Wheat drops to 1-wk low on better US crop condition, corn eases for 3rd day
Chicago wheat prices slid 1 percent on Tuesday, dropping to their lowest since April 2 amid
the improved condition of the U.S. winter crop and abundant world supplies.
Corn eased for a third consecutive session ahead of a U.S. Department of Agriculture report which is expected to raise the outlook for stocks in the United States.
The most-active wheat contract on the Chicago Board of Trade had dropped 1 percent to $4.60-1/2 a bushel by 0341 GMT, after hitting its lowest since April 2 at $4.60-1/4 a bushel.
Corn fell 0.1 percent to $3.59-3/4 a bushel and soybeans were up half-a-cent at $8.99-1/4 a bushel.
The wheat market is facing pressure from improved condition of the winter crop which will be harvested in the coming months.
“(The) U.S. crop rating came in better than expected,” said a Singapore-based grains trader.
“U.S. prices are coming down, but Black Sea wheat is still cheaper for Asian buyers. Russian wheat is around $20 lower than U.S. wheat for August shipment.”
The USDA rated 60 percent of the U.S. winter wheat crop in good to excellent condition, up from 56 percent a week ago and above an average of analyst expectations for no change.
Corn futures are trading near a one-week low ahead of the USDA report. The average estimate among analysts surveyed by Reuters for the amount of corn left over at the end of the
2018/19 marketing year was 1.991 billion bushels, up from USDA’s March forecast of 1.835 billion.
U.S. farmers have begun planting the 2019 U.S. corn crop in southern fringes of the crop belt. After the CBOT close, the USDA reported U.S. corn planting progress as 2 percent complete,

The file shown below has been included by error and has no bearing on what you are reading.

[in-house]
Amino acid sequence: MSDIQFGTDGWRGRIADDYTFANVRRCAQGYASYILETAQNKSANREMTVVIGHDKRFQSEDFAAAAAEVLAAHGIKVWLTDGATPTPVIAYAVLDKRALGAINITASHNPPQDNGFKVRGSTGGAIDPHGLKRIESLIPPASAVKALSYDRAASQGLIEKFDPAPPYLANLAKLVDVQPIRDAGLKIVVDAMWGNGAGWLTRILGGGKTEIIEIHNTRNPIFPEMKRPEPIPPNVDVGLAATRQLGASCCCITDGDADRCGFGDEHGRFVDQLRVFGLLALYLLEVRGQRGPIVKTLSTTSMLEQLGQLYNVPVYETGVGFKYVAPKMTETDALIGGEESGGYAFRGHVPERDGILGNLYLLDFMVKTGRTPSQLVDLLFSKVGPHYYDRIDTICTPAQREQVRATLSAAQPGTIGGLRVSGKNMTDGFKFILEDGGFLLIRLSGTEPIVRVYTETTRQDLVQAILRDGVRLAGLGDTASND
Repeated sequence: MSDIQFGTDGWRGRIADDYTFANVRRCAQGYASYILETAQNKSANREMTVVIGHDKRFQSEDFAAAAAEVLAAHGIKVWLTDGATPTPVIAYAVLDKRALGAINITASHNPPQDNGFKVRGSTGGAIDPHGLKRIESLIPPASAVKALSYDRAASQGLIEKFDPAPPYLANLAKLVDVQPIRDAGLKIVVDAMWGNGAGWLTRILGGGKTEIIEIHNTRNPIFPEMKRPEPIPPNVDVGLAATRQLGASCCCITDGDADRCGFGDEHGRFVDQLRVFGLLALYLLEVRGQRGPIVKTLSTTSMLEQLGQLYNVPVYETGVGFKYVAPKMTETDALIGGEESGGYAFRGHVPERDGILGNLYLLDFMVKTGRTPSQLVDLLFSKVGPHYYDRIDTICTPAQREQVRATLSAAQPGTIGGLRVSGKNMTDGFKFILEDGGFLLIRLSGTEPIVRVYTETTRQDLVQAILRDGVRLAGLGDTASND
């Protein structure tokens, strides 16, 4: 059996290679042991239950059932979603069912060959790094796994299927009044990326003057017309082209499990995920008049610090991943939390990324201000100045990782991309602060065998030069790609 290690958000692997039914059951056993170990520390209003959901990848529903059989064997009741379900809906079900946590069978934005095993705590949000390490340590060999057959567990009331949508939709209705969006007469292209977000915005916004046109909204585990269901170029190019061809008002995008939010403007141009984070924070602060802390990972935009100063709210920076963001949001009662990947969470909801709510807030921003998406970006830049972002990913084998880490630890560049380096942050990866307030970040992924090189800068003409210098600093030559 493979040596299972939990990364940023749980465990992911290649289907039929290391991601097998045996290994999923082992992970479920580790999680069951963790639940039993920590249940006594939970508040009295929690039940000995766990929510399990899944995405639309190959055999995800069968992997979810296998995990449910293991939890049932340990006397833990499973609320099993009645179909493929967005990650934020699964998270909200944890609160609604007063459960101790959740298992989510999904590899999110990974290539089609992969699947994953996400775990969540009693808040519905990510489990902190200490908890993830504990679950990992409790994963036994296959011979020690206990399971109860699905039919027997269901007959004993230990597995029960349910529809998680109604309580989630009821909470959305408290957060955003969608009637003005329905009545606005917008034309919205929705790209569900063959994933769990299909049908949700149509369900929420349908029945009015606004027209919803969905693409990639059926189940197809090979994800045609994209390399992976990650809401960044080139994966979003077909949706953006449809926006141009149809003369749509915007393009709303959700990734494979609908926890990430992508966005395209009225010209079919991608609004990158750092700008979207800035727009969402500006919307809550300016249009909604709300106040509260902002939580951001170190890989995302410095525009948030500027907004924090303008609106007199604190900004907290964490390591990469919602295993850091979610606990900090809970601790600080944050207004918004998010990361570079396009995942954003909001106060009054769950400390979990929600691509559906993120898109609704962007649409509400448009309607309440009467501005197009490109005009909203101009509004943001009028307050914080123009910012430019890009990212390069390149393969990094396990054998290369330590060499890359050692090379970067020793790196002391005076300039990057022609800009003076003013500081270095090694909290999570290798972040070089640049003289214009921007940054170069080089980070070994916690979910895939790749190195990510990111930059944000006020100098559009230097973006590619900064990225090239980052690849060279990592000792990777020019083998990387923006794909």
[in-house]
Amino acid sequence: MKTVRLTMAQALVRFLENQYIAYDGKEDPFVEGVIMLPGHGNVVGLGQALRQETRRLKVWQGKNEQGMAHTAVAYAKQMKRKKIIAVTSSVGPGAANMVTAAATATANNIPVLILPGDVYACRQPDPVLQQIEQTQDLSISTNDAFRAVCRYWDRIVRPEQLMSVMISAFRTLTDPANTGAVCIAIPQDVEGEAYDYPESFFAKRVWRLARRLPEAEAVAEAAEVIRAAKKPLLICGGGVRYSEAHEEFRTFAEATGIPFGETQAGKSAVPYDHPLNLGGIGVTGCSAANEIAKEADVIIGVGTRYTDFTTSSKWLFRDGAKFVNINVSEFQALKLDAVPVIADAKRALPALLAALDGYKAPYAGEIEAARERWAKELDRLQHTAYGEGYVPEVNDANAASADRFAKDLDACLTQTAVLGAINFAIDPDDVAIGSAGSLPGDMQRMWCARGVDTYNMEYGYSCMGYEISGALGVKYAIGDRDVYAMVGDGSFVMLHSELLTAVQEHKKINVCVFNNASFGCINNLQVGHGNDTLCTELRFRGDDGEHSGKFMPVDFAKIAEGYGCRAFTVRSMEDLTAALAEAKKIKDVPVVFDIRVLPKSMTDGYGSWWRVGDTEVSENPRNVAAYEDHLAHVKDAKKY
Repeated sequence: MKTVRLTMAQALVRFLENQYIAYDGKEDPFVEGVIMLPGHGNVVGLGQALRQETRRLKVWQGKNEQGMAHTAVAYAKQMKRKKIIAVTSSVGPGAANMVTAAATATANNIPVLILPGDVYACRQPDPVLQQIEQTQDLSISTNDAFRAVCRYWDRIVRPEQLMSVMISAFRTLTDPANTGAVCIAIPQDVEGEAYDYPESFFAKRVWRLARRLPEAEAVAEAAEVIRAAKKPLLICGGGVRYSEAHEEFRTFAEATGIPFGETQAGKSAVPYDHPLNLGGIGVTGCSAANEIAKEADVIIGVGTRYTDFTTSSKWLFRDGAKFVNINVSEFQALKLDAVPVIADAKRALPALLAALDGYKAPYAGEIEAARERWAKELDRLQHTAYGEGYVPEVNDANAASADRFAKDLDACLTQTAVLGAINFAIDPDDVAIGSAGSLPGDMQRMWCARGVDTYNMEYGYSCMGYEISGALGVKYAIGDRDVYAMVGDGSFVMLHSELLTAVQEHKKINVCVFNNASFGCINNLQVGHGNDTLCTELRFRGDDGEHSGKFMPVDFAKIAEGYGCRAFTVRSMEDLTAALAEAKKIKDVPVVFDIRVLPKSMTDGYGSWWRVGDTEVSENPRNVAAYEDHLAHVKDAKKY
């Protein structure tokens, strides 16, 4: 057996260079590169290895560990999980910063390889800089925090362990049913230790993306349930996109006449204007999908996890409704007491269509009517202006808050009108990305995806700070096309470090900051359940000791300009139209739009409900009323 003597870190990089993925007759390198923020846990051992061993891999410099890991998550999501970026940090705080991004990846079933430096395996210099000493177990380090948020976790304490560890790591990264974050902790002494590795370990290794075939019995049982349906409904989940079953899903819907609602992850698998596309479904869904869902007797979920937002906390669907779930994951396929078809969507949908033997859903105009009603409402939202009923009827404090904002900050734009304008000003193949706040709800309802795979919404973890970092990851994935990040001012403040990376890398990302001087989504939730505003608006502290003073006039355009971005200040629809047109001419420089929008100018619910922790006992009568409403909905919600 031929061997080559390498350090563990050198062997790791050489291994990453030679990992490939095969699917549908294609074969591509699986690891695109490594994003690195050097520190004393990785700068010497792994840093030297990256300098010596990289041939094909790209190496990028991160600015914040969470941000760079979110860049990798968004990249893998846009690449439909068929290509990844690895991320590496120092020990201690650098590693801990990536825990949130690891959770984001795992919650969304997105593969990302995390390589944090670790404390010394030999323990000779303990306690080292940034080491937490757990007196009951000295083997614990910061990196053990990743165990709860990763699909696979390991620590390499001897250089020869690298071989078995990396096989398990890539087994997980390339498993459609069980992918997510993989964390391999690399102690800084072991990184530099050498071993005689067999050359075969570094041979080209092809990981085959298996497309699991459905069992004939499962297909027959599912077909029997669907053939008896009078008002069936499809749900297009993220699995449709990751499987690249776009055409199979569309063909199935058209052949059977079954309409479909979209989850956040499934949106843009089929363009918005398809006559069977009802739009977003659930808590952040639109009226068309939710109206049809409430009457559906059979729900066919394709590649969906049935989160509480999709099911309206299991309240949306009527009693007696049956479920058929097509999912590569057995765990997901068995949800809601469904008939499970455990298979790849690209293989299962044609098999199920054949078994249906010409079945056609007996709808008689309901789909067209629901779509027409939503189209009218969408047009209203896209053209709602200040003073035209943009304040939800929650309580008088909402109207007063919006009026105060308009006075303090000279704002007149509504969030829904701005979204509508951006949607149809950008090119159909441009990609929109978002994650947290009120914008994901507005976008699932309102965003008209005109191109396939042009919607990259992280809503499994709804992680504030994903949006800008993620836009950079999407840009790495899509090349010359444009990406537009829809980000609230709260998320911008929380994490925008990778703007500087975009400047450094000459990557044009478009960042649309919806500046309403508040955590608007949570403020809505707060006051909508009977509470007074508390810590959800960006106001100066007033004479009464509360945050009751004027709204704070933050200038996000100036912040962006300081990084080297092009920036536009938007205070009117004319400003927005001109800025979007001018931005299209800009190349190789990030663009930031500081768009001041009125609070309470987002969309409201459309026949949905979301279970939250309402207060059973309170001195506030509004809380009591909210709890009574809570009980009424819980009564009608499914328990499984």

matching the five-year average and an average of analyst expectations.
A storm is forecast to bring rain and potentially heavy snow to northwestern portions of the U.S. Corn Belt on Wednesday and Thursday.
The storm could drop 6 to 12 inches of snow, with a few local amounts of 18 inches, on parts of South Dakota, Nebraska, Iowa, Minnesota and Wisconsin, the Commodity Weather Group said in a note to clients.
The soybean market is focused on U.S.-China trade talks. U.S. officials are “not satisfied yet” about all the issues standing in the way of a deal to end the U.S.-China trade war
but made progress in talks with China last week, a top White House official said on Monday.
Commodity funds were net sellers of CBOT corn, wheat and soyoil futures contracts on Monday and net buyers of soymeal and soybeans, traders said.
Grains prices at 0341 GMT Contract Last Change Pct chg Two-day chg MA 30 RSI CBOT wheat 460.50 -4.75 -1.02% -2.18% 459.31 41 CBOT corn 359.75 -0.25 -0.07% -1.51% 369.50 35 CBOT soy 899.25 0.50 +0.06% -0.80% 902.63 50 CBOT rice 10.40 -$0.03 -0.24% -1.47% $10.79 22 WTI crude 64.54 $0.14 +0.22% +3.93% $58.92 Currencies Euro/dlr $1.126 $0.005 +0.44% +0.38% USD/AUD 0.7127 0.002 +0.31% +0.23% Most active contracts Wheat, corn and soy US cents/bushel. Rice: USD per hundredweight RSI 14, exponential
Source: Reuters (Reporting by Naveen Thukral; Editing by Richard Pullin and Joseph Radford)